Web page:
Jennifer Echols (Endless Summer (The Boys Next Door, #1-2))
It’s my turn next, and I realize then that I never turned in the name of my escort--because I hadn’t planned on being here. I glance around wildly for Ryder, but he’s nowhere to be seen, swallowed up by the sea of people in cocktail dresses and suits. Crap. I thought he realized that escorting me on court was part of the deal, once I’d agreed to go. I guess he’d figured it’d be easier on me, what with the whole Patrick thing, if I was alone onstage. But I don’t want to be alone. I want Ryder with me. By my side, supporting me. Always. I finally spot him in the crowd--it’s not too hard, since he’s a head taller than pretty much everyone else--and our eyes meet. My stomach drops to my feet--you know, that feeling you get on a roller coaster right after you crest that first hill and start plummeting toward the ground. Oh my God, this can’t be happening. I’ve fallen in love with Ryder Marsden, the boy I’m supposed to hate. And it has nothing to do with his confession, his declaration that he loves me. Sure, it might have forced me to examine my feelings faster than I would have on my own, but it was there all along, taking root, growing, blossoming. Heck, it’s a full-blown garden at this point. “Our senior maid is Miss Jemma Cafferty!” comes the principal’s voice. “Jemma is a varsity cheerleader, a member of the Wheelettes social sorority, the French Honor Club, the National Honor Society, and the Peer Mentors. She’s escorted tonight by…ahem, sorry. I’m afraid there’s no escort, so we’ll just--” “Ryder Marsden,” I call out as I make my way across the stage. “I’m escorted by Ryder Marsden.” The collective gasp that follows my announcement is like something out of the movies. I swear, it’s just like that scene in Gone with the Wind where Rhett offers one hundred and fifty dollars in gold to dance with Scarlett, and she walks through the scandalized bystanders to take her place beside Rhett for the Virginia reel. Only it’s the reverse. I’m standing here doing the scandalizing, and Ryder’s doing the walking. “Apparently, Jemma’s escort is Ryder Marsden,” the principal ad-libs into the microphone, looking a little frazzled. “Ryder is…um…the starting quarterback for the varsity football team, and, um…in the National Honor Society and…” She trails off helplessly. “A Peer Mentor,” he adds helpfully as he steps up beside me and takes my hand. The smile he flashes in my direction as Mrs. Crawford places the tiara on my head is dazzling--way more so than the tiara itself. My knees go a little weak, and I clutch him tightly as I wobble on my four-inch heels. But here’s the thing: If the crowd is whispering about me, I don’t hear it. I’m aware only of Ryder beside me, my hand resting in the crook of his arm as he leads me to our spot on the stage beside the junior maid and her escort, where we wait for Morgan to be crowned queen. Oh, there’ll be hell to pay tomorrow. I have no idea what we’re going to tell our parents. Right now I don’t even care. Just like Scarlett O’Hara, I’m going to enjoy myself tonight and worry about the rest later. After all, tomorrow is another…Well, you know how the saying goes.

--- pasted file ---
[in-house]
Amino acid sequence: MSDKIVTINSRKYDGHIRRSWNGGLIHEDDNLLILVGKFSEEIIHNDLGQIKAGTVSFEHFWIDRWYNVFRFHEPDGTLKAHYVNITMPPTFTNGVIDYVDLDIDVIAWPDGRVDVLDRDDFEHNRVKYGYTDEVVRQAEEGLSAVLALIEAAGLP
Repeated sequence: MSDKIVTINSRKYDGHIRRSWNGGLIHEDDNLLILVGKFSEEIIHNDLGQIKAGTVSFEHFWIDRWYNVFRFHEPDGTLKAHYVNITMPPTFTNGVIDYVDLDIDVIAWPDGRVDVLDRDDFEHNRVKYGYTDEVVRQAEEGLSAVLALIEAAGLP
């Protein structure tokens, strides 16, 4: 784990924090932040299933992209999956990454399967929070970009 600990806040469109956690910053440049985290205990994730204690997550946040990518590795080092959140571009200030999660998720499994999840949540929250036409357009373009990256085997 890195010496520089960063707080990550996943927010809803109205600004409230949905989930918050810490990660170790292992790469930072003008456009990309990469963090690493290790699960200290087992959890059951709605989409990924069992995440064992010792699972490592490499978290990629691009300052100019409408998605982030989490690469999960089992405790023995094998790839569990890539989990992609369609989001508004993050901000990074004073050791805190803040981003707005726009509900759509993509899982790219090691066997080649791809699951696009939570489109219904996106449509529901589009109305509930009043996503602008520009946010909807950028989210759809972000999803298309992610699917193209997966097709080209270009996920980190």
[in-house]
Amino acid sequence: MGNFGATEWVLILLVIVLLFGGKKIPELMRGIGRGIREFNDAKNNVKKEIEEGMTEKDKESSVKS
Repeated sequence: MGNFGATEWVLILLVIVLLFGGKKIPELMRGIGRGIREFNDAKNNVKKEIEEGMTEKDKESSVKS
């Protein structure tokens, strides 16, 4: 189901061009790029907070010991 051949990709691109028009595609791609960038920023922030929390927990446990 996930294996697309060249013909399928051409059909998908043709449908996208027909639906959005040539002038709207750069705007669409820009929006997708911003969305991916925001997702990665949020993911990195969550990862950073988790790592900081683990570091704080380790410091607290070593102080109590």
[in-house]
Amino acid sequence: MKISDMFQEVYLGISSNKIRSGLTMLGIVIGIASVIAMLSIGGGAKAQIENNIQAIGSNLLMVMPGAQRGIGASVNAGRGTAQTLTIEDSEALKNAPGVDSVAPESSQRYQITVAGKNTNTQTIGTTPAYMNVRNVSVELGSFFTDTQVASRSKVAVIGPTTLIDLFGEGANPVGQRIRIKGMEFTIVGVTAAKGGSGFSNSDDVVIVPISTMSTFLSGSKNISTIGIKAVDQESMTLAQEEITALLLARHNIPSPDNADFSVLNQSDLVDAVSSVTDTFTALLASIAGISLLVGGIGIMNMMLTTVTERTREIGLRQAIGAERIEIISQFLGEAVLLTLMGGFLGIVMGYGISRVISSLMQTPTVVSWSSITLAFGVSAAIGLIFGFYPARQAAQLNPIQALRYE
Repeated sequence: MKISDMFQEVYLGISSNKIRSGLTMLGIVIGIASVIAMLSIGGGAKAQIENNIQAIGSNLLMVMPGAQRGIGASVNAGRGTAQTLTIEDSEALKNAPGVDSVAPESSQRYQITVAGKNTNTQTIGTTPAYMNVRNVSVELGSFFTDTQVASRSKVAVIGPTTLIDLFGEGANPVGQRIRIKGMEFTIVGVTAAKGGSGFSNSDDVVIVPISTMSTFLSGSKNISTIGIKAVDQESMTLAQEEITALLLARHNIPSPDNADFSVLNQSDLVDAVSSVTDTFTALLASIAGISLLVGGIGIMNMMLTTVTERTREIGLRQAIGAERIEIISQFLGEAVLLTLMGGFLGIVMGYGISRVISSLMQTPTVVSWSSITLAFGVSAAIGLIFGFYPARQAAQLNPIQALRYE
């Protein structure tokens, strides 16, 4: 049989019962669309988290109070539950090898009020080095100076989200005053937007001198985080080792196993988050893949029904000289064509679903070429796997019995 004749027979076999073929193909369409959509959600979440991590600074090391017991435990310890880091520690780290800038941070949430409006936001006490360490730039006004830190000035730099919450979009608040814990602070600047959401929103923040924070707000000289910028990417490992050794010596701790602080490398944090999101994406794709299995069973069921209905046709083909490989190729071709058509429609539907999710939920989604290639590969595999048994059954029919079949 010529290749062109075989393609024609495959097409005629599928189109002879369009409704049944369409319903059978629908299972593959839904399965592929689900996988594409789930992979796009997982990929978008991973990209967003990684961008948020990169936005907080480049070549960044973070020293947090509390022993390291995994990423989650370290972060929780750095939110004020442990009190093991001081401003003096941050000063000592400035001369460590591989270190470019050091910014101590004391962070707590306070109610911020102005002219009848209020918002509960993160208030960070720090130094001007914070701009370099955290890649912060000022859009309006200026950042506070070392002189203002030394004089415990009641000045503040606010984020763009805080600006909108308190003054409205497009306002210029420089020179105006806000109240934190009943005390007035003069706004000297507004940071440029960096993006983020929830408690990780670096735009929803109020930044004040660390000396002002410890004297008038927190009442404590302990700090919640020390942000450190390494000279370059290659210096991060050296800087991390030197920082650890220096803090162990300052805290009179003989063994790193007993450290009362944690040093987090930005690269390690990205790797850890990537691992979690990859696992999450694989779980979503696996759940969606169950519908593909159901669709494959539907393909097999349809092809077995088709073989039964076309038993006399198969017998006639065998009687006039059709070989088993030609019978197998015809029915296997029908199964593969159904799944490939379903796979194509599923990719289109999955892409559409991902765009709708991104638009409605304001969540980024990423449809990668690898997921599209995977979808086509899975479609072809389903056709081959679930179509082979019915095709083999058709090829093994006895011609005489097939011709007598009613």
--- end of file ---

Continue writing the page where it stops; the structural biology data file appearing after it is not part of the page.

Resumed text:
Kristi Cook (Magnolia (Magnolia Branch, #1))
Deinde pervenimus in Boemiam, de qua absens fueramus undecim annis. Invenimus autem, quod aliquot annis ante mater nostra dicta Elyzabeth mortua erat. Ipsa vero vivente soror nostra secundogenita, filia sua, nomine Guta, missa erat in Franciam et copulata Iohanni, filio primogenito Philippi, regis Franciae, cuius sororem, nomine Blancam, habebamus in uxorem. Tertia vero soror nostra et ultima nomine Anna erat apud dictam sororem nostram in Francia temporibus illis. et sic cum venissemus in Bohemiam, non invenimus nec patrem nec matrem nec fratrem nec sorores nec aliquem notum. Idioma quoque Bohemicum ex toto oblivioni tradideramus, quod post redicimus, ut loqueremur et intellegeremus ut alter Bohemus. Et divina autem gratia non solum Boemicum, sed Gallicum, Lombardicum, Teutonicum et Latinum ita loqui, scribere et legere scivimus, ut una lingua istarum sicut altera ad scribendum, legendum, loquendum et intelligendum nobis erat apta. Tunc pater noster procedens versus comitatum Luczemburgensem propter quandam guerram, quam gerebat cum duce Bravancie ipse et college sui, videlicet Leodiensis episcopus, Juliacensis marchio, Gerlenensis comes et quam plures alii, commisit nobis auctoritatem suam temporibus absencie sue in Boemia. Quod regnum invenimus ita desolatum, quod nec unum castrum invenimus liberum, quod non esset obligatum cum omnibus bonis regalibus, ita quod non habebamus ubi manere, nisi in domibus civitatum sicut alter civis. Castrum vero Pragense ita desolatum, destructum ac comminutum fuit, quod a tempore Ottogari regis totum prostratum fuit usque ad terram. Ubi de novo palatium magnum et pulchrum cum magnis sumptibus aedificari procuravimus, prout hodierna die apparet intuentibus.